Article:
Loreena’s Gift—Short Excerpt
The reverend’s house stood exactly twenty-two steps from the back door of the Stillwater Christian Church. Not straight back, but kitty-corner, easy if one kept to the rounded stones that marked the way. Returning from the Sunday morning service, Loreena Picket remembered what the house looked like in her mind—a two-story white-paneled cottage that would fit perfectly on a Christmas card. Evergreens guarded the home like sentinels, watching over an eight-foot marble statue of an angel secured to a cement pedestal in the front yard.
Holding onto the railing, Loreena climbed the three steps to the porch, her white cane tapping rhythmically. The awning overhead sheltered her from a light shower, raindrops landing with little pops on the vinyl. She imagined the geraniums still blooming from the four hanging baskets and the fragrant roses creating a border of multicolored buds. The lawn flowed from the house to the back of the church, an uninterrupted swath of green curved like a dove’s wing and often used for barbeques and potlucks.
Pausing a moment, she listened for voices and heard her uncle speaking to Mrs. Enger. As usual, the portly woman was the last to leave. Loreena pictured her uncle trying to get around his bookkeeper, who also saw herself as activity coordinator—but getting around Mrs. Enger was always a challenge, not only because of her sizeable girth, but because the woman had a way of nimbly maneuvering herself right where she could best interrupt one’s progress.
“I just don’t know, Reverend,” she was saying. “I really think a bake sale would be better than a banquet. People love my homemade fudge brownies, you know.”
“You’re right,” her uncle said. Loreena could imagine him nodding while his gaze drifted elsewhere. “I’m happy to leave it up to you ladies to decide. Maybe we can do both?”
“Both?” Mrs. Enger sounded shocked at the mere suggestion. “That would be a lot of extra work. I’m not sure how I would man- age both, what with keeping the books and the membership records and all, and the fall harvest Sunday brunch just around the corner.”
Her uncle started walking, the familiar clop of his cowboy boots echoing on the sidewalk. “I’m fully aware of how much you do for us. Perhaps you could put Mrs. Whitmore in charge of the banquet? She’s excellent at coordinating such things. Does a splen- did job for the mayor.”
Loreena covered her mouth to keep from laughing out loud. The younger, more active Mrs. Whitmore was a constant thorn in Mrs. Enger’s side.
“She’s never done any such thing for the church,” Mrs. Enger snapped.
“Perhaps under your guidance, then?” Loreena’s uncle said.
Mrs. Enger chased after him a bit longer, her heels scuffing the cement, but Reverend Don was headed for the shed, the old wood- en storage building tucked into the back of the property and acces- sible only by dirt path. It was the one place Mrs. Enger wouldn’t follow for fear of soiling her dress shoes. After a few more valiant attempts to catch him, she slowed and finally stopped, exhaled an exasperated sigh, and retreated the way she had come.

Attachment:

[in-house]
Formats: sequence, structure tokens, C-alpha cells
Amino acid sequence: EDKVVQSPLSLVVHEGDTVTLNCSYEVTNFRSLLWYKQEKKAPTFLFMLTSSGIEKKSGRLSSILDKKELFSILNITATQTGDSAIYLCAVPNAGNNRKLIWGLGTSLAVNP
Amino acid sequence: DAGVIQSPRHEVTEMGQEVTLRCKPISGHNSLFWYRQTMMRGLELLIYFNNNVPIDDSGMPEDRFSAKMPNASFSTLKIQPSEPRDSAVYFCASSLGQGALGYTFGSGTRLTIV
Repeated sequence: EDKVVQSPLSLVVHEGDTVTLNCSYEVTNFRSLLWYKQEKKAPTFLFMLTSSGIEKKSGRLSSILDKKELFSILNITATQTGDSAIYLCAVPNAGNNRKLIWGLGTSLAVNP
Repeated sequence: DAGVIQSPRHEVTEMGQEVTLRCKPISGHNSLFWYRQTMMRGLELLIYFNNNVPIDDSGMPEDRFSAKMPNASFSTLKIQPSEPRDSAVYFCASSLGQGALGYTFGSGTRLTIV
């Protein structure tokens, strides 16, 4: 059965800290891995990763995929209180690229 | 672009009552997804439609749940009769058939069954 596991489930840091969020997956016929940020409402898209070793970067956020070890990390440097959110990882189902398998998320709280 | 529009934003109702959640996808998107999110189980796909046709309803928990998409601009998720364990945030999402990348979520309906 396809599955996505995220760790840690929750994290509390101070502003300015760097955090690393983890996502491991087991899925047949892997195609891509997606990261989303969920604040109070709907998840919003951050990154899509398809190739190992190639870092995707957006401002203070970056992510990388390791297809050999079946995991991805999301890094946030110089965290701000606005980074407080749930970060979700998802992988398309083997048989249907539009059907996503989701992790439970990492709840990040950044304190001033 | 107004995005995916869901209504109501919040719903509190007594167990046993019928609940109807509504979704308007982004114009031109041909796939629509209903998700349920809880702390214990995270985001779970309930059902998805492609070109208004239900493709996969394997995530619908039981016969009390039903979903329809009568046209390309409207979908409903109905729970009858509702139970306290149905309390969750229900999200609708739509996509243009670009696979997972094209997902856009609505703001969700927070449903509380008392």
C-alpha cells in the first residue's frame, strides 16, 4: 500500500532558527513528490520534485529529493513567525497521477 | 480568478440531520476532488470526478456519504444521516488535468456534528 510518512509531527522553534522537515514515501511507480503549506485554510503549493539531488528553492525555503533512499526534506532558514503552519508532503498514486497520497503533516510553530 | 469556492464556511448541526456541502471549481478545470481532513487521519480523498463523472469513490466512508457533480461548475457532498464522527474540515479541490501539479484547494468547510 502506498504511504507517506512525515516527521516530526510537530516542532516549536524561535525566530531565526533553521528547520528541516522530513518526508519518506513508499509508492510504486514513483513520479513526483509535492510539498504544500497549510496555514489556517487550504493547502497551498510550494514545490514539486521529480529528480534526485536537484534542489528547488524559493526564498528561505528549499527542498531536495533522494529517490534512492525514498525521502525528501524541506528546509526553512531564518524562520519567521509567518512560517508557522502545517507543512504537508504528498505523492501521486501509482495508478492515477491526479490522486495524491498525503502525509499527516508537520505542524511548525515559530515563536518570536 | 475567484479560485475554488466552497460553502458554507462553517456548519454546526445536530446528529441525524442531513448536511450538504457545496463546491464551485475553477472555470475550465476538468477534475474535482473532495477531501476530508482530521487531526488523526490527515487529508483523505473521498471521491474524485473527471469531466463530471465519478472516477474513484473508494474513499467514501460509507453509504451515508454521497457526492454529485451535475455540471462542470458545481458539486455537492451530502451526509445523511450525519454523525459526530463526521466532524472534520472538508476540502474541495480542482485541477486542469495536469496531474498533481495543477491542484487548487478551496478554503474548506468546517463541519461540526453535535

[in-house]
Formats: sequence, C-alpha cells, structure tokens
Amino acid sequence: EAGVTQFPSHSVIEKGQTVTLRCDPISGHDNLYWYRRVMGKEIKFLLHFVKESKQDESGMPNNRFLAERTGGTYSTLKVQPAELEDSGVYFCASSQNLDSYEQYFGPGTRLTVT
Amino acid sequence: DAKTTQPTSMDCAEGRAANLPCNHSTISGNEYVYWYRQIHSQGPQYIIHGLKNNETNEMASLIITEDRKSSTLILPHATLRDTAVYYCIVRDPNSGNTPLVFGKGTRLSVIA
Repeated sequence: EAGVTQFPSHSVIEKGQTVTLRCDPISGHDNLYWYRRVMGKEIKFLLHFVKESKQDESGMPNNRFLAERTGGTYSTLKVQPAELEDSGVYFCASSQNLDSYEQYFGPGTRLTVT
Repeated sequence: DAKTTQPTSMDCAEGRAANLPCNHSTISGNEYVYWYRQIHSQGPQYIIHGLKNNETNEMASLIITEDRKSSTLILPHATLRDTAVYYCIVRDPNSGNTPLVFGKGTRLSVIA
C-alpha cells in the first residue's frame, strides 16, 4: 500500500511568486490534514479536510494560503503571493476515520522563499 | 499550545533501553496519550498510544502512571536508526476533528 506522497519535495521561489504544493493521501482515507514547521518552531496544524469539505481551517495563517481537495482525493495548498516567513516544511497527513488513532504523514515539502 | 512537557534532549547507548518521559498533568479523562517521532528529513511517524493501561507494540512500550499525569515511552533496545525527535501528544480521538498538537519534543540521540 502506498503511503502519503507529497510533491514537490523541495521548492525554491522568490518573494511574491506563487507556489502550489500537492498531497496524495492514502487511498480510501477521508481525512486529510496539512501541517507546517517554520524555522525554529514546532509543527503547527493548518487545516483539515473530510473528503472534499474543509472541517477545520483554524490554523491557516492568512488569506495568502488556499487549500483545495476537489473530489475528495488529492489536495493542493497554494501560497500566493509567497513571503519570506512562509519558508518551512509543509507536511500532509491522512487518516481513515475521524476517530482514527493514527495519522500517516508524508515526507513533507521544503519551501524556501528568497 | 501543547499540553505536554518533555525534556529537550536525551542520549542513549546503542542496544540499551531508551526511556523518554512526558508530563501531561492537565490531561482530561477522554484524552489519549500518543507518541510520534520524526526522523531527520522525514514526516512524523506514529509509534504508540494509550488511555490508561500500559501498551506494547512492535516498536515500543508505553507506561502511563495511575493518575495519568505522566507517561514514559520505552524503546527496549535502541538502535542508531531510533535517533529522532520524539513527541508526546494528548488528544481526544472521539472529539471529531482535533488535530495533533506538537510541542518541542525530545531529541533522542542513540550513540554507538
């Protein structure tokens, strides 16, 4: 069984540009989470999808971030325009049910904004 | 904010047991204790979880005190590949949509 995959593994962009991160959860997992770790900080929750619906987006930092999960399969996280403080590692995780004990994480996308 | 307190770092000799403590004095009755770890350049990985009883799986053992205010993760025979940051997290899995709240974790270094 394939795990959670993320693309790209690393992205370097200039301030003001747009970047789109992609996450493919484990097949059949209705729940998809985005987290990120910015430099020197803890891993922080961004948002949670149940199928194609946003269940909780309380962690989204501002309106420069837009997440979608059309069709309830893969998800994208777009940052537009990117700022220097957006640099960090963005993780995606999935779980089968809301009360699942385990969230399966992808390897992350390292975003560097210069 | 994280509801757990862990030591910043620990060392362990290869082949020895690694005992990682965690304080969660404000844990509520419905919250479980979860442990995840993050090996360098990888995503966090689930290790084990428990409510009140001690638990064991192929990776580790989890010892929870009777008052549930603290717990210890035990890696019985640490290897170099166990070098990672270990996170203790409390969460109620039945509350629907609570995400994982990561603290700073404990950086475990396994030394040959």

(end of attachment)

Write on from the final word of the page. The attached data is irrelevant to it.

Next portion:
Loreena turned back toward the church to let the afternoon sun warm her face. The outside of the old building used to match the white paneling of the house—did it still?—but it stood a story taller, with seven-foot stained-glass windows, forest-green trim, and a short bell tower. Loreena felt a little sad whenever she thought of it, for the bell hadn’t sounded for three years, its clapper having broken off and fallen onto the roof shortly after Ben, their gardener, died. She thought many times it wasn’t a coincidence.
All together, the property took up over an acre at the top of Mary Hill Lane, a picturesque crown on the head of Stillwater, Idaho, featured on many of the postcards stacked in the tourist shops. Loreena had one of those postcards in a box under her bed, from a trip her mother had taken to visit Uncle Don years ago, back when her family had lived in Colorado.
“I thought you might like to have it,” her mother had said. “It’s so beautiful there.”
Loreena still felt a sense of peace about the place. The angel, most of all, hovered nearby like a protective spirit. Loreena could picture her best: though she turned her head slightly, as if looking for something behind her, she had vacant eyes, only the outlines of the lids carved into the white marble. When Loreena thought of her own eyes, shadowed in the accident twelve years before, when she was just nine years old, she pictured the angel’s and imagined they must be similar. Unseeing. Opaque.
Once inside the house, she closed the heavy door behind her. Her lace shawl stuck to her skin with perspiration. She was glad to pull it from her shoulders as she stepped into the kitchen for some orange juice. When she finished, she made her way upstairs to her room, the second-story hideaway that looked out on the backyard. Her shoulders tensed as her thoughts strayed to the ritual that would take place later that afternoon. It had been over a year. Could she still do it? Turning her palms up, she closed her eyes and tried to feel the power there. These fingers were blessed with a gift from God, her uncle had told her, but she always wondered if God might take the gift back—or if He thought of it as a gift at all.
A door opened and closed in the lower part of the house. “Loreena, are you ready?” her uncle called.
She changed clothes quickly, and then opened the top dresser drawer. Inside rested a stack of clean cotton gloves. White, her uncle had told her. Sliding a fresh pair over her hands, she flexed her fingers to secure the fit. It was the second pair she would wear that day, the first already discarded in the laundry basket. Like a sheath for a knife, they were her assurance her hands would never accidentally hurt anyone. Not again.
“Loreena? We have to go. Now.”